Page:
Solid quality by design: the tape player.

Refurbishing meant a total dissassembly, washing all exterior parts, cleaning the interior, replacing three old belts (which I still need to fix again) and reworking some dry contacts inside. All capacitors still seem to be ok, but should probably also need to be replaced soon. The overall build quality of this radio is very nice. It’s a joy to see this kind of engineering and an honour to refurbish such vintage radios. This radio is as old as I am! And oh boy, isn’t it sexy?

A cleaned Aiwa TPR-930
A cleaned Aiwa TPR-930
DIN connectors for a European market
DIN connectors for a European market
Wrong belt, still needs to be replaced.
Wrong belt, still needs to be replaced.
2 vu-meters
2 vu-meters
My first Aiwa!
My first Aiwa!

I will keep this one next to my Nordmende Globetrotter Amateur. Vintage radios are great!

Old vs. new.
Old vs. new.

Author: jke

Hi, I am an engineer who freelances in water & sanitation-related IT projects at You'll also find me on Twitter @jke and Instagram.

6 thoughts on “Aiwa TPR-930”

  1. This is fantastic! Glad you are finding parts of your childhood and are in a position to do something about getting them back in your life.

    I have similar dreams: I am looking for one of these> which is the first stereo I ever bought … or even better, one of these>

    1. Hey Steve, thanks for the hint! Your comment was indeed stuck in the spam folder. Just recovered it. The Sony stereo system reminds me of my Sony which I bought on Mpaka Road back in the days (and still own).

  2. Hi jke,
    Nice job you did with the TPR-930!!
    I’m currently fighting with a AIWA TPR-930. It’s in perfect conditions, however the old rubber belts in the cassette player are degraded to a kind of a melted paste… (nothing to save unless a sticky black cream…). I was wondering if you have (or know) the measures of those belts and/or where to get them? If yes and you could share the info, would be great!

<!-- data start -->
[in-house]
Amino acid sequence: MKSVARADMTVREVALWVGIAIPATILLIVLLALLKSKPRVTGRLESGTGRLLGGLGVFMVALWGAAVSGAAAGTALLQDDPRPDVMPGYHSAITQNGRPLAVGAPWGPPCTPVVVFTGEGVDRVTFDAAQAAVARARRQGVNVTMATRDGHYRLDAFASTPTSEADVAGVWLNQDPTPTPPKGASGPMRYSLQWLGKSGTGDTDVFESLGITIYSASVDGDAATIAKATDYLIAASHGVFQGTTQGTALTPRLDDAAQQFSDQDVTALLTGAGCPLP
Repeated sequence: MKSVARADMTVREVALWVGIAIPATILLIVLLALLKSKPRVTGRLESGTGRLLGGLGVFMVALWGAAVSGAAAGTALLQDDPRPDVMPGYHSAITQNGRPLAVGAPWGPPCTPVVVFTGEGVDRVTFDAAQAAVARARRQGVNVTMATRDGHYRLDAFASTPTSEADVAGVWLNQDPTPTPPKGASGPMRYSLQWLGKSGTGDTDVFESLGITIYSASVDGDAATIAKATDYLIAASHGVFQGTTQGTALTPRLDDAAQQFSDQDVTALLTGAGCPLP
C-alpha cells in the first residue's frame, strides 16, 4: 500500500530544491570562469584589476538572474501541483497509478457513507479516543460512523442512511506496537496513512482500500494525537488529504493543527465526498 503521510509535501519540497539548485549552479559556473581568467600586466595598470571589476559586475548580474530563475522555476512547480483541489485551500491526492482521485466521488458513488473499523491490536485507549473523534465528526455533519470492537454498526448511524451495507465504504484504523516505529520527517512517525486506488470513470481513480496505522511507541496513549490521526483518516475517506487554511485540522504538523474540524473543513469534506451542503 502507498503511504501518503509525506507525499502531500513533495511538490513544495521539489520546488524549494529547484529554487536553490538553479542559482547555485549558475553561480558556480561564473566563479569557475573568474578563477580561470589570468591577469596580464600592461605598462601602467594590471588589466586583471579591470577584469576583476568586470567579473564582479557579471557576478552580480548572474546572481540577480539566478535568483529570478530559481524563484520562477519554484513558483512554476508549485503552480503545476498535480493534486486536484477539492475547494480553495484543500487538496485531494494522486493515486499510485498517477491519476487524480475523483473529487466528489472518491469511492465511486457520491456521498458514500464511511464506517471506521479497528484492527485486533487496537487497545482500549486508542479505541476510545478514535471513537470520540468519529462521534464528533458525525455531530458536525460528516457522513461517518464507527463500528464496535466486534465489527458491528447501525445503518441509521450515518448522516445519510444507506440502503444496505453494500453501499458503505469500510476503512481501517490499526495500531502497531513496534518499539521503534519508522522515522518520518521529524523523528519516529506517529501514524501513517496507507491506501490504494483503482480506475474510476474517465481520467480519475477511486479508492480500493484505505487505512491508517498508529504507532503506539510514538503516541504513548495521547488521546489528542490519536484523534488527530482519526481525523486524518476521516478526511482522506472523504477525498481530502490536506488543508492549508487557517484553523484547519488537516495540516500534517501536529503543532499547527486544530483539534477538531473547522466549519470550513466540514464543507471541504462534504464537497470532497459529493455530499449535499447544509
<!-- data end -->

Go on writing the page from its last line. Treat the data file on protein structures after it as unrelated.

One more thing, you talk about 3 belts. In my case I found the rests of 4 belts (3 belts for the working of the cassette player and 1 for the counter).
    Thank you very much in advance,

  3. Hi Jke

    I just found your page and discovered your Aiwa TPR-930 which
    you refurbshed . You did a great job on yours.

    I just bought the same unit from a house sale. Mine is the American model with the RCA plugs.
    The unit was very clean and the radio works well. The problem is the cassette deck.
    All my belts were totally rotted away to black goo. Even the idler wheel or pinch roller
    was turned to goo. I managed to replace all four belts without knowing the specs, but from looking
    at your photos I can’t tell the measurement for the idler wheel. I did replace the idler wheel with
    a new tire but it still doesn’t work properly, The idler wheel tire has to be the correct size for the audio to play at the correct speed.

    Do you have any idea what size the replacement should be?
    Any help would be appreciated